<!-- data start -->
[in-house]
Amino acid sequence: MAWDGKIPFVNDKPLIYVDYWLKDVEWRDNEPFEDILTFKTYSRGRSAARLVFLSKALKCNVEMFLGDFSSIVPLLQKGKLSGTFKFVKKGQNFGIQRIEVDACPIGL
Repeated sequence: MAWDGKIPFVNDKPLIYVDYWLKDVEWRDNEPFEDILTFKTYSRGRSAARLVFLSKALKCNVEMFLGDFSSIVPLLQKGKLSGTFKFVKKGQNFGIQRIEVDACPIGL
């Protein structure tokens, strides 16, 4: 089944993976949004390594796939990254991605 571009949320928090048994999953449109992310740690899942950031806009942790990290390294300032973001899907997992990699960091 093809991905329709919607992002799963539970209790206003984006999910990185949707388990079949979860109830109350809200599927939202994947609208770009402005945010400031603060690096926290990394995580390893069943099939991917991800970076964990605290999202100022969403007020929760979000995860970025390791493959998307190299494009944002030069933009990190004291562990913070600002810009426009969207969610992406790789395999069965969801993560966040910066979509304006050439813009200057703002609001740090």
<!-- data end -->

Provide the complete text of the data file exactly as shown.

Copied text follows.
[in-house]
Amino acid sequence: MAWDGKIPFVNDKPLIYVDYWLKDVEWRDNEPFEDILTFKTYSRGRSAARLVFLSKALKCNVEMFLGDFSSIVPLLQKGKLSGTFKFVKKGQNFGIQRIEVDACPIGL
Repeated sequence: MAWDGKIPFVNDKPLIYVDYWLKDVEWRDNEPFEDILTFKTYSRGRSAARLVFLSKALKCNVEMFLGDFSSIVPLLQKGKLSGTFKFVKKGQNFGIQRIEVDACPIGL
């Protein structure tokens, strides 16, 4: 089944993976949004390594796939990254991605 571009949320928090048994999953449109992310740690899942950031806009942790990290390294300032973001899907997992990699960091 093809991905329709919607992002799963539970209790206003984006999910990185949707388990079949979860109830109350809200599927939202994947609208770009402005945010400031603060690096926290990394995580390893069943099939991917991800970076964990605290999202100022969403007020929760979000995860970025390791493959998307190299494009944002030069933009990190004291562990913070600002810009426009969207969610992406790789395999069965969801993560966040910066979509304006050439813009200057703002609001740090």